"Working through to the End," by Mariana Damon
When I started my third novel many years ago, I intended to write a genre novel à là Dan Brown but with a literary twist. I was in Cambridge, England at the time with my English professor husband who was there on an NEH grant. I had a vague outline of the plot: a high school English teacher from Iowa visits Cambridge, and discovers a poem and letter she believes were written by Wilfred Owen.
Who the heck is Wilfred Owen? Owen, now acknowledged as one of the greatest war poets of the WWI era, has been largely overlooked in favor of Siegfried Sassoon and Rupert Brookes. Owen enlisted and fought bravely but had a nervous breakdown while fighting on the Hindenburg Line. Blasted by mortar fire, he ended face down in a corpse’s intestines. Gibbering and disoriented, he was sent to an insane asylum in Edinburgh. He reenlisted as soon as he could string two sentences together coherently, only to die two weeks before armistice at the age of twenty-five.
I started notes for my novel in Cambridge and finished a draft two years later. It was entitled Death of a Poet. When I showed it to one of my closest writing friends, she gave me a sympathetic smile and a shake of the head. “This isn’t a mystery about a stolen manuscript,” she said. “This is a deeply affecting novel about grief and loss. You just haven’t written it yet.”
I nodded and stuffed the manuscript away to think about her feedback. I was appreciative of her advice, but as my husband was terminally ill and in the process of dying, I was floored. I had written Death of a Poet when my husband was feeling unwell but was still a vital researcher, teacher, husband, and father. The fact that he was terminally ill and would die two years later, was not even something we’d imagined that summer in Cambridge. Since I’m not and never have been clairvoyant, and since I was clearly out to write a mystery that summer, I pushed her comments to the back of my consciousness and went about my life trying to keep my family and my job together as my husband slowly died in a hospital bed three hours away in Omaha.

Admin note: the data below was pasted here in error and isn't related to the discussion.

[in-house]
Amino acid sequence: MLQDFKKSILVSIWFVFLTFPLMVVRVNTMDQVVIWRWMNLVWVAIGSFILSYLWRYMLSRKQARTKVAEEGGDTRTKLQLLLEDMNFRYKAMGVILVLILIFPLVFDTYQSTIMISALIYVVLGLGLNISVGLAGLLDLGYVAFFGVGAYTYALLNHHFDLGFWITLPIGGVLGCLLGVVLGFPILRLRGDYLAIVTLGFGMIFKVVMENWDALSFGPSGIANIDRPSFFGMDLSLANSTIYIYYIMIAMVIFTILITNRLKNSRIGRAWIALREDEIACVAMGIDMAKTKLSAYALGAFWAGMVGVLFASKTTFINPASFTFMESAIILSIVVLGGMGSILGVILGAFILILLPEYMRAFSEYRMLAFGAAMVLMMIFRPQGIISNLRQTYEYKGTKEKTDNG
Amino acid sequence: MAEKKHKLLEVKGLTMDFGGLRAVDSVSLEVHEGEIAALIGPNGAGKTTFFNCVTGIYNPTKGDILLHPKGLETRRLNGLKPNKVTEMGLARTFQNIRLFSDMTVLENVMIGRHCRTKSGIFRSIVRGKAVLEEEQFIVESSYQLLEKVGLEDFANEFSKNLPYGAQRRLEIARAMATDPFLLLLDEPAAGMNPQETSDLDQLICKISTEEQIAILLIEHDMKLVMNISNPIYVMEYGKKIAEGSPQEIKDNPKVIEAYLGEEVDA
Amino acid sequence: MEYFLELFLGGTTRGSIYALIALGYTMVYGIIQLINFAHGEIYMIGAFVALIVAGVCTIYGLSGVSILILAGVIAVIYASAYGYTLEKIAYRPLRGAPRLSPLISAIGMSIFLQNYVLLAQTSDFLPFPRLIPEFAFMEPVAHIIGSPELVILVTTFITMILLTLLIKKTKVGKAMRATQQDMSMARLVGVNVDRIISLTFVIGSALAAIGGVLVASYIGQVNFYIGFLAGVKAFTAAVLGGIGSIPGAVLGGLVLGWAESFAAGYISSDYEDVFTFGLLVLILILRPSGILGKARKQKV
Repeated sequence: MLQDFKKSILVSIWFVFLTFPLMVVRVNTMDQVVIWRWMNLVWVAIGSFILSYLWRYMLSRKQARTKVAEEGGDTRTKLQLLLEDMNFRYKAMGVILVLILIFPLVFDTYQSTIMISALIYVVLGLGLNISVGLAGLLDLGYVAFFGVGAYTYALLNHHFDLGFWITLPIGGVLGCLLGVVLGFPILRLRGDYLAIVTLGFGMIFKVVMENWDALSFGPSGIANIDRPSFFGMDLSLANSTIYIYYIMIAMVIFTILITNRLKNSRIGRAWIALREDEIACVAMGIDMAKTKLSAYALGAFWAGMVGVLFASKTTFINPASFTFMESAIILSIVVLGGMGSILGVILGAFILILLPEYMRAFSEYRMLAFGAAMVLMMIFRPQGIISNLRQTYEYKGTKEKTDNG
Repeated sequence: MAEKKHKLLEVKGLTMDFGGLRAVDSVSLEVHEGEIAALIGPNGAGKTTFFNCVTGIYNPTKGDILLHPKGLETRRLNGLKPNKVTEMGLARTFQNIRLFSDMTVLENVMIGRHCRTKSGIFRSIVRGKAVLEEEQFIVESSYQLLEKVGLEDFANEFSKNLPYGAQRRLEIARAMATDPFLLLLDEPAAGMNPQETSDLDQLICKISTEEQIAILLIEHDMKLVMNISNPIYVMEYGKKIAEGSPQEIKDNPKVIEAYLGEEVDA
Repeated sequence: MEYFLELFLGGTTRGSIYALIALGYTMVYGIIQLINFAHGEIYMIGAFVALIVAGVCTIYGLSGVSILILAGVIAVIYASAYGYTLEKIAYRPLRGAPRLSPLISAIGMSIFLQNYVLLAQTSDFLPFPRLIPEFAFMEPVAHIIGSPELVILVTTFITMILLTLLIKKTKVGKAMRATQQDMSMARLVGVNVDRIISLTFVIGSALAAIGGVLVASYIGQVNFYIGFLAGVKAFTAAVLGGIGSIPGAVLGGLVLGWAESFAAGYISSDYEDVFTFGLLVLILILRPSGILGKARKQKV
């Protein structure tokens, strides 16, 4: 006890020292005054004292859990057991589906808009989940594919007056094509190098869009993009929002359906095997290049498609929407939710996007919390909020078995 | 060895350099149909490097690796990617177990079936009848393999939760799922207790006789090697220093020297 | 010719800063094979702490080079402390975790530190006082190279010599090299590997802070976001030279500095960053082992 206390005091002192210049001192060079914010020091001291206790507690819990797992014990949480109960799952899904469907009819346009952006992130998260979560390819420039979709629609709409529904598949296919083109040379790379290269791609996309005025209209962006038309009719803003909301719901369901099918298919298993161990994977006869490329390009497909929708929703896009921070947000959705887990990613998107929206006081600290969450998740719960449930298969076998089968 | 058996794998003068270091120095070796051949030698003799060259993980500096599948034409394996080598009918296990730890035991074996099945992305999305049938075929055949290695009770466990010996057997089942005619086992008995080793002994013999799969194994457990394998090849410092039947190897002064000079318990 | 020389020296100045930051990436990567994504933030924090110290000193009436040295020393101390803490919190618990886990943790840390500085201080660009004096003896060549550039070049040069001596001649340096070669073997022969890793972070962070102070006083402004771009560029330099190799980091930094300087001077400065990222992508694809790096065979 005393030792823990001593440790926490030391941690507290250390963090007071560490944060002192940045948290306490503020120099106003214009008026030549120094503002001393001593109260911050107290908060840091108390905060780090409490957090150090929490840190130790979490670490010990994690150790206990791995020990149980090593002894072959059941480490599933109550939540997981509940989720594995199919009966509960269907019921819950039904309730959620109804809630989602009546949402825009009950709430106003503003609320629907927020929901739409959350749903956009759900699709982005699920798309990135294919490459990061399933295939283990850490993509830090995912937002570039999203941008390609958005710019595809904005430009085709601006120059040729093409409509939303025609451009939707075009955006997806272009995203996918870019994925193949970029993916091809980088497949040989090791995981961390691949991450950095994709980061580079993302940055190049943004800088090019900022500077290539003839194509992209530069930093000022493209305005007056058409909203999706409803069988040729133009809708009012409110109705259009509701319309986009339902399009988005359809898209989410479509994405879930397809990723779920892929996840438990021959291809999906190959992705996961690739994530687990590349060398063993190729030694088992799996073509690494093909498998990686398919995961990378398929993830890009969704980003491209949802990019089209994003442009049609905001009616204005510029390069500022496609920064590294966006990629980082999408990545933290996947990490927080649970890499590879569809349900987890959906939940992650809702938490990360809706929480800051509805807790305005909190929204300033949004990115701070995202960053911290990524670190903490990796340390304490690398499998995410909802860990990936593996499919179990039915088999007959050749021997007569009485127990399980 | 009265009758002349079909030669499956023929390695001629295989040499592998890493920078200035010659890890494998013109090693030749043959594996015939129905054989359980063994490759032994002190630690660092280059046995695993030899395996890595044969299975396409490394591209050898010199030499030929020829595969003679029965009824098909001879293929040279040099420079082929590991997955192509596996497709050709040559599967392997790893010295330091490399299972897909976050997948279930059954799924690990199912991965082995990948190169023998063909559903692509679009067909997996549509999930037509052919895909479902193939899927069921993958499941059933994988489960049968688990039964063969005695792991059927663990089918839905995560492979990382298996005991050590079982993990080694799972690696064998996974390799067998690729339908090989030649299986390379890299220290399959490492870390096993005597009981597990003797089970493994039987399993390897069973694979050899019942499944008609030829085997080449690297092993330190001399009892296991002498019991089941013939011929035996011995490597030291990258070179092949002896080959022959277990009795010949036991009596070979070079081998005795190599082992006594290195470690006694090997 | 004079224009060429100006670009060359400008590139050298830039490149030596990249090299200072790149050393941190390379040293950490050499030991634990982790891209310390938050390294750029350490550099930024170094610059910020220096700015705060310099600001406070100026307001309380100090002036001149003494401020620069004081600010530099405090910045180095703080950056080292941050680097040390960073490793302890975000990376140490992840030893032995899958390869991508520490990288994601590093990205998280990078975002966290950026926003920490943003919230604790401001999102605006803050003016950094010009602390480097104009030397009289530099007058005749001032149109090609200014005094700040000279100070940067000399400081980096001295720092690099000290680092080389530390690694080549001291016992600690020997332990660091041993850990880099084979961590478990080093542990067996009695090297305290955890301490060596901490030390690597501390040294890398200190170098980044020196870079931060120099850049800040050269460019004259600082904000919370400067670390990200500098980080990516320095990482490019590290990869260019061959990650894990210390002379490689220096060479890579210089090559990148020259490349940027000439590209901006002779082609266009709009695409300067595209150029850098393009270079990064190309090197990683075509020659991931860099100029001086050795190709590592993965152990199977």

Many months later after I had sold our home in Nebraska, buried my husband, and moved back to friends and family in the Northwest, I pulled out Death of a Poet and was struck by how right my friend had been. In the novel my protagonist, Jeri Jacobs, faced with the death of her oldest child, flees her home and job in Iowa to go to England. At the time I began the novel, Jeri’s predicament was meant only as a backdrop, another plot complication in the search for a missing Wilfred Owen poem. However, reading the manuscript after the tsunami that was my life at the time had subsided, I realized that I’d written the novel inside out. It was Jeri’s search for meaning and faith in a hostile universe, not Owen’s missing poem, that was at the heart of the novel. I was stunned. All those years ago and another world away, I’d been staring grief and loss in the face and never known it. My conscious mind had been too afraid to verbalize what my subconscious mind knew. With this knowledge, I set about rewriting. In order to do that, I had to stare my grief in the face and name it.
The second draft, finally titled An Uncertain Compass, is Jeri’s story. Owen’s poetry, World War I, and the blind stupidity of all war are still in the novel, but it’s Jeri’s struggle that drives the plot. Last summer, I submitted the second draft to my writing group for more feedback. I felt sure that after all the work and pain I’d gone through, they’d be satisfied with it. Imagine my surprise when a unanimous decision was made that I needed to write another draft. I didn’t want to hear it, but I knew my readers were right. I’d written about Jeri’s journey toward healing, but I’d neglected the start. All good novels have five parts: the world as it is, the inciting incident, the world in turmoil, the journey, then resolution. I had jumped ahead to Jeri’s journey but without the necessary exposition, the novel lacked grit. I had to show more of Jeri’s pain and grief in order to have the resolution be truly meaningful, but I’d been afraid.
My process is not an anomaly. Often, writers don’t get to the core of their story until many drafts later. A writer writes to get as close to the truth as possible, but sometimes that truth is too scary or too shadowy to be revealed. When this happens, a writer is like a blind person in a dark room feeling for signposts-- signposts that only occur after several drafts. The truth is, facing a blank piece of paper or an empty screen with only the ideas and dreams in your head is the ultimate test of bravery, the true vision quest. Am I good enough? Do I have something to say? You’ll only find out if you have the courage to work through the drafts to the end.
Mariana Damon is a writer, editor, and teacher currently living in Kuwait. She is co-author of Writing in a Changing World and is working on a novel about Wilfred Owen.